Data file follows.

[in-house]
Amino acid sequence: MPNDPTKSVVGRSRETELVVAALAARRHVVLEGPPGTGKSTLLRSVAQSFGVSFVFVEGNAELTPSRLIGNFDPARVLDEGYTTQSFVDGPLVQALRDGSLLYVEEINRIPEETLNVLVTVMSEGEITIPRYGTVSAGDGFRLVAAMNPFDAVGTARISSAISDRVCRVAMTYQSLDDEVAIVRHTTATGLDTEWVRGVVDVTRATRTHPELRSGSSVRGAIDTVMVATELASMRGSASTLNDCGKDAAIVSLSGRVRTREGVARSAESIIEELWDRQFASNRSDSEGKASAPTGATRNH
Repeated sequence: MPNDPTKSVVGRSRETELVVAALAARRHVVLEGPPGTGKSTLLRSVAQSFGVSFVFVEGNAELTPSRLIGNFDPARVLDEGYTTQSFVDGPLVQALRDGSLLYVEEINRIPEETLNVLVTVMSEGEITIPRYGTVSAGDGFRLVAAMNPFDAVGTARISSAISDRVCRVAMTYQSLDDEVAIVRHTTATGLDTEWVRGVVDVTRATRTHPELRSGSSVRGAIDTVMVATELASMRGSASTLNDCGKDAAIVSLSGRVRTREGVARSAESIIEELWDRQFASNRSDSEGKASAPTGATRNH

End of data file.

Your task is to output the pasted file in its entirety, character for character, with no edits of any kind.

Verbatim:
[in-house]
Amino acid sequence: MPNDPTKSVVGRSRETELVVAALAARRHVVLEGPPGTGKSTLLRSVAQSFGVSFVFVEGNAELTPSRLIGNFDPARVLDEGYTTQSFVDGPLVQALRDGSLLYVEEINRIPEETLNVLVTVMSEGEITIPRYGTVSAGDGFRLVAAMNPFDAVGTARISSAISDRVCRVAMTYQSLDDEVAIVRHTTATGLDTEWVRGVVDVTRATRTHPELRSGSSVRGAIDTVMVATELASMRGSASTLNDCGKDAAIVSLSGRVRTREGVARSAESIIEELWDRQFASNRSDSEGKASAPTGATRNH
Repeated sequence: MPNDPTKSVVGRSRETELVVAALAARRHVVLEGPPGTGKSTLLRSVAQSFGVSFVFVEGNAELTPSRLIGNFDPARVLDEGYTTQSFVDGPLVQALRDGSLLYVEEINRIPEETLNVLVTVMSEGEITIPRYGTVSAGDGFRLVAAMNPFDAVGTARISSAISDRVCRVAMTYQSLDDEVAIVRHTTATGLDTEWVRGVVDVTRATRTHPELRSGSSVRGAIDTVMVATELASMRGSASTLNDCGKDAAIVSLSGRVRTREGVARSAESIIEELWDRQFASNRSDSEGKASAPTGATRNH